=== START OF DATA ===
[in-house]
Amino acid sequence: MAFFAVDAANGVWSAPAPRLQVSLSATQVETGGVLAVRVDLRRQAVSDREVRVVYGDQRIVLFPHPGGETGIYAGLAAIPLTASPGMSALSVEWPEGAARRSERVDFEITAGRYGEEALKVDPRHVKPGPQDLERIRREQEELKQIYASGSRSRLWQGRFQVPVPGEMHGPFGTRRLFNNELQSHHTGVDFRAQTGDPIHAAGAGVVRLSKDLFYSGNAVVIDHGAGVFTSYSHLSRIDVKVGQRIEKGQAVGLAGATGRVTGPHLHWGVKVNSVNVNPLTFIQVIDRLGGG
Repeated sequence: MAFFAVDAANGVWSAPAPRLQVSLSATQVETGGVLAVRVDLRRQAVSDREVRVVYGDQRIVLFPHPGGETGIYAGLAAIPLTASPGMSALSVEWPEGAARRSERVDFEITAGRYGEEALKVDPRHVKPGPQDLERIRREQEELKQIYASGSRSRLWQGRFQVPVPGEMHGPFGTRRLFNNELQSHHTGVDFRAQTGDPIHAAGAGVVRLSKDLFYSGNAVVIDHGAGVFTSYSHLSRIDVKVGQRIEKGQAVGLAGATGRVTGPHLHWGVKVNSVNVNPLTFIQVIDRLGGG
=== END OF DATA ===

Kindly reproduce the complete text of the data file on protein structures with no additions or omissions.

[in-house]
Amino acid sequence: MAFFAVDAANGVWSAPAPRLQVSLSATQVETGGVLAVRVDLRRQAVSDREVRVVYGDQRIVLFPHPGGETGIYAGLAAIPLTASPGMSALSVEWPEGAARRSERVDFEITAGRYGEEALKVDPRHVKPGPQDLERIRREQEELKQIYASGSRSRLWQGRFQVPVPGEMHGPFGTRRLFNNELQSHHTGVDFRAQTGDPIHAAGAGVVRLSKDLFYSGNAVVIDHGAGVFTSYSHLSRIDVKVGQRIEKGQAVGLAGATGRVTGPHLHWGVKVNSVNVNPLTFIQVIDRLGGG
Repeated sequence: MAFFAVDAANGVWSAPAPRLQVSLSATQVETGGVLAVRVDLRRQAVSDREVRVVYGDQRIVLFPHPGGETGIYAGLAAIPLTASPGMSALSVEWPEGAARRSERVDFEITAGRYGEEALKVDPRHVKPGPQDLERIRREQEELKQIYASGSRSRLWQGRFQVPVPGEMHGPFGTRRLFNNELQSHHTGVDFRAQTGDPIHAAGAGVVRLSKDLFYSGNAVVIDHGAGVFTSYSHLSRIDVKVGQRIEKGQAVGLAGATGRVTGPHLHWGVKVNSVNVNPLTFIQVIDRLGGG